1. They need to have a story or history (historical, movies, etc). This is usually my most important driver, as I’m a huge movie buff and very interested in modern human history.
  2. They need to esthetically “click”. That usually translates into divers, chronographs and sportier watches.
  3. They need to be exceptionally well made or have a special (historically significant or complex) movement inside.

I’ve more or less made up my mind that I won’t venture into the super-expensive category (Patek, AP, Vacheron, AL&S, etc) because those just aren’t worth selling off my other prized possessions to me. We’ll see if that changes in the future, thought. It just might. Meanwhile, I’ve accepted that I will probably never be happy watch-wise, and that my collection is an organic thing that evolves over time. And that’s just fine. I feel no need anymore to consolidate to that single “grail watch”, that’s just too boring to me, even if it is a 50k Royal Oak (which I think is a stupid one watch collection because of the water resistance, but you get the gist). I can still equally enjoy a cheaper watch (like a Seiko) as a more expensive watch. As long as there is 1 of the 3 factors above present, I’m a fan.

One of the staples in my collection; the (Tag) Heuer Monaco.
This latest McQueen reissue I’ve had for years now, and it’s a keeper.

Another important change was that I got a gastric bypass in 2021. I’ve been overweight since puberty had kicked in and I had tried alot of diets etc. Nothing worked, and so I decided to take a dramatic step. And dramatic it certainly was; I lost over 60 kilograms and little did I know that that would also lead to my wrists reducing in circumference from 21cm+ to 18cm, which has a huge impact on what looks good on you. That resulted into me finally getting a 90s Submariner and Explorer, watches that just felt too small before. And I can easily even go smaller now, up to 36mm even. Which has greatly increased my options, especially for vintage watches. Moreover, I’ve never felt physically fitter in my entire life, so it was one of the best decisions of my life (knock on wood).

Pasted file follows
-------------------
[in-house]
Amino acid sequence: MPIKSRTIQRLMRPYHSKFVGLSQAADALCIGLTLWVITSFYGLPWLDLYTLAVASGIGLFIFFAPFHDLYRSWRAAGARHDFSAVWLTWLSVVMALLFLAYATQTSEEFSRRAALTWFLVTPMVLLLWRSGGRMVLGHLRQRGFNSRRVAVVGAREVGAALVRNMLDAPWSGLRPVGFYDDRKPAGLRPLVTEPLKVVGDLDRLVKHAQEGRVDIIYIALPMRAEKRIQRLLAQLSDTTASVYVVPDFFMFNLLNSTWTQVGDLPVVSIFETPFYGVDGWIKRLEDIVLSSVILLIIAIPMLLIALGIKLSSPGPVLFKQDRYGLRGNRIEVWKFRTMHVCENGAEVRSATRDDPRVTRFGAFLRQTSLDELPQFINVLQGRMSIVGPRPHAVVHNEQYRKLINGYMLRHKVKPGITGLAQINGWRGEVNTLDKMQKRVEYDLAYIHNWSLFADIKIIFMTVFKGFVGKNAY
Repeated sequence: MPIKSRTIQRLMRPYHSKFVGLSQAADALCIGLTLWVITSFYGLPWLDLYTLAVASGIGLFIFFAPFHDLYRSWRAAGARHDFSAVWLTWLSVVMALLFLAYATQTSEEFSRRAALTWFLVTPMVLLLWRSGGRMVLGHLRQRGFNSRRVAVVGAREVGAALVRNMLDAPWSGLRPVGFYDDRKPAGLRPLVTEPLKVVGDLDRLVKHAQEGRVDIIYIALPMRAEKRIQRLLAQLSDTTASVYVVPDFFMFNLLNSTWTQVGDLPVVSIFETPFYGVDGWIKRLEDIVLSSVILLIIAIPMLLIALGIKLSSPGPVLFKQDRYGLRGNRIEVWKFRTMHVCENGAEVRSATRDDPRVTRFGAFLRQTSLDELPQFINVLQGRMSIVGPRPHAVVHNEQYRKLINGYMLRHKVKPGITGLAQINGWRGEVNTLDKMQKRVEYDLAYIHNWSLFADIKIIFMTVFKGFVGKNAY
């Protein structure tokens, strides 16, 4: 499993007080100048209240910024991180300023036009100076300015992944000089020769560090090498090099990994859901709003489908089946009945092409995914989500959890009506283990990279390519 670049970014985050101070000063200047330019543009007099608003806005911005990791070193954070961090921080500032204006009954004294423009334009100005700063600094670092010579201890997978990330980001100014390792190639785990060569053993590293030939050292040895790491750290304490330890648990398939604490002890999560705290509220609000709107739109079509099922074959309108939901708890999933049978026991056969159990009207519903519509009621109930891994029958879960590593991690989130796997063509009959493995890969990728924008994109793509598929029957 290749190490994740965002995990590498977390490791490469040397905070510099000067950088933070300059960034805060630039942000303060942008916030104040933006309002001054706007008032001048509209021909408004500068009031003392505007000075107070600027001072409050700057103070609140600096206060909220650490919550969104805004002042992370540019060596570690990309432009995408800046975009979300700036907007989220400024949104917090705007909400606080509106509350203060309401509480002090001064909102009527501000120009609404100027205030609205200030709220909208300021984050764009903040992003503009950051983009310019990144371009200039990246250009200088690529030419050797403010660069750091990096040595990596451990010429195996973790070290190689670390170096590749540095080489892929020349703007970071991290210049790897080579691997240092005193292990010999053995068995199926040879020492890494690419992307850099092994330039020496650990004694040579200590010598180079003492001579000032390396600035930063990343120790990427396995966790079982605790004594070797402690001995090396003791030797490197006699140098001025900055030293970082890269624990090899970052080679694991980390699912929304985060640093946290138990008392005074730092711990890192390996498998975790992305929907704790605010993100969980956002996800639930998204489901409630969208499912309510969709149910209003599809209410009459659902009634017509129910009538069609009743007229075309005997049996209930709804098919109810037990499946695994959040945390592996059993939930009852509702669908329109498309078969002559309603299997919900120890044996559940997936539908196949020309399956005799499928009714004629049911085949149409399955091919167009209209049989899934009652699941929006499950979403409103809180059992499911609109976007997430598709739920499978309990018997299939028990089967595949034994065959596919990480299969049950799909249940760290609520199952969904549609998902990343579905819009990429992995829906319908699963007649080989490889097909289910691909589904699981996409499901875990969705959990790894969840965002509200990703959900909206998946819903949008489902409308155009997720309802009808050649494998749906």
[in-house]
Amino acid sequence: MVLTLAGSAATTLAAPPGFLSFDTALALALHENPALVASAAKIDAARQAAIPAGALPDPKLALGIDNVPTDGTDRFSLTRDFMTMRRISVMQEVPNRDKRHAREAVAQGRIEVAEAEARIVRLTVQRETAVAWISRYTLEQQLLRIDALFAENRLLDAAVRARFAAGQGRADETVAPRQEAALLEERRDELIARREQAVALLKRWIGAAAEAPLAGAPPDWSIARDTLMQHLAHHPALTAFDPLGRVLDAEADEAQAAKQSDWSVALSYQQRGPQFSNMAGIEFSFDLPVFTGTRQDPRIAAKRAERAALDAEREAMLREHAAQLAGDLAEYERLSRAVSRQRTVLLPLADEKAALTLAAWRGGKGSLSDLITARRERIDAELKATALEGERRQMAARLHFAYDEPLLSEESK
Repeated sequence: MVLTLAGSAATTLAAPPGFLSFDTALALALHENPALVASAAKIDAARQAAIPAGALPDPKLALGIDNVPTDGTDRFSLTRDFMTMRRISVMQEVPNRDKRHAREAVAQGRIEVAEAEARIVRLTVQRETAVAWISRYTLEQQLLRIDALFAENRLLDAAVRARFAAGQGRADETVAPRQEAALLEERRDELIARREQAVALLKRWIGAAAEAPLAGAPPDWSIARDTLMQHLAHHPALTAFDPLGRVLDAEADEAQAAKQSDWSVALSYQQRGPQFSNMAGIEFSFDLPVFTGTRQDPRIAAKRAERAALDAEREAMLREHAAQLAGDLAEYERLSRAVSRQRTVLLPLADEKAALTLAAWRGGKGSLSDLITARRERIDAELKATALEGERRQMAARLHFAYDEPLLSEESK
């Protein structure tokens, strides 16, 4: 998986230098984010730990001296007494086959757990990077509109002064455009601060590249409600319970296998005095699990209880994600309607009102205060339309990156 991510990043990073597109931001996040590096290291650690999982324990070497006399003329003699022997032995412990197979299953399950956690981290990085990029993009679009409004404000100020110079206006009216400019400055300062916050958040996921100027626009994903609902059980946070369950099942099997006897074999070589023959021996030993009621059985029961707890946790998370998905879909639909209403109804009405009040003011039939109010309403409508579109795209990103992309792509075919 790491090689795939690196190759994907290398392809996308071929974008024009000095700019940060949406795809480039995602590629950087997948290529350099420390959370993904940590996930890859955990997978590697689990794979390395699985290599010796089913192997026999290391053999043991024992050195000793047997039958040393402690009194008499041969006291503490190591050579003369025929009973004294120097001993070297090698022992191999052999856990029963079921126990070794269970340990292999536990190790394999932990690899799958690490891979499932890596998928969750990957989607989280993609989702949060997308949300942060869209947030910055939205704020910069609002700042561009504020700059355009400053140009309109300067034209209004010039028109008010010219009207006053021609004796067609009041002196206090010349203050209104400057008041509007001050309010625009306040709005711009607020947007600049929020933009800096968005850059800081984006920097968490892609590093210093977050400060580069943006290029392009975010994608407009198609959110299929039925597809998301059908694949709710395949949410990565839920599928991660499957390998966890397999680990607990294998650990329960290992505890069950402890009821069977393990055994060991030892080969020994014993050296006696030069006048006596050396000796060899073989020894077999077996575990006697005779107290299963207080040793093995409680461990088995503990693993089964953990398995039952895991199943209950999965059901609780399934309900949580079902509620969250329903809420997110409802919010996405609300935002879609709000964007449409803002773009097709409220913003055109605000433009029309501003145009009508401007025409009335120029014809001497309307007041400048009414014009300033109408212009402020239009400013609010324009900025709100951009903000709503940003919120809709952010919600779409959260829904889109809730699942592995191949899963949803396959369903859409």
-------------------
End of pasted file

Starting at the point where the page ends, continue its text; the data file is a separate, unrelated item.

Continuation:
Then in 2022, when Matthias made it clear to me that he wanted to step it up a notch with his watch selling career, I agreed to become a partner in the venture that is Time Counts. I’m not much of a shrewd watch seller (I hate the whole back and forth of negotiating and haggling) but I am an absolute watch freak with alot of knowledge, built up over the years. Also, I know something about running a company and marketing, so I think me and Matthias make a great team. We’re only just getting started, but there are interesting times ahead and I have the intention to build Time Counts into a hub and community for watch enthusiast such as me and Matthias. I have to admit, though, that it’s not easy combining my other professional activities sometimes. I do feel lucky to have met a friend for life in Matthias, with whom I have an amazing bond.

2 friends, 2 vintage cars. The cars have both been sold on already, the friendship remains always.

So I’m a happy camper now at the end of 2022 and I’m satisfied with what I currently have in the collection. And I’m also okay with that changing in the near future. Always remember: it’s just a hobby and if it doesn’t make you happy, then you should stop with it altogether.

I wish you all a merry christmas and a happy 2023!

Bart Schoonvliet


Our own Matthias wrote an article 4 years ago about the watch market and ended up being quite the oracle! Alot of his predictions ended up coming true, which is not really a surprise because of his many years of experience with buying and selling vintage watches.

Now, in 2023, he did another take with an update in new article on Waha Watches, which you can read here:

If you’re reading this, that means the site is launched! We’ve been working feverishly for the past few weeks to start up our new business and to offer you a sleek and easy-to-use website!

Meanwhile, we also assured that our starting inventory is one that offers something for everyone. There is truly a plethora of amazing finds and rare pieces at all price points. I had to pace Matthias not to buy too much watches since I didn’t want to mortgage my house; it’s amazing to see what amazing finds that man is able to amass in such a relatively short period of time.

These are exciting times indeed and we look forward to hopefully gather a loyal client base!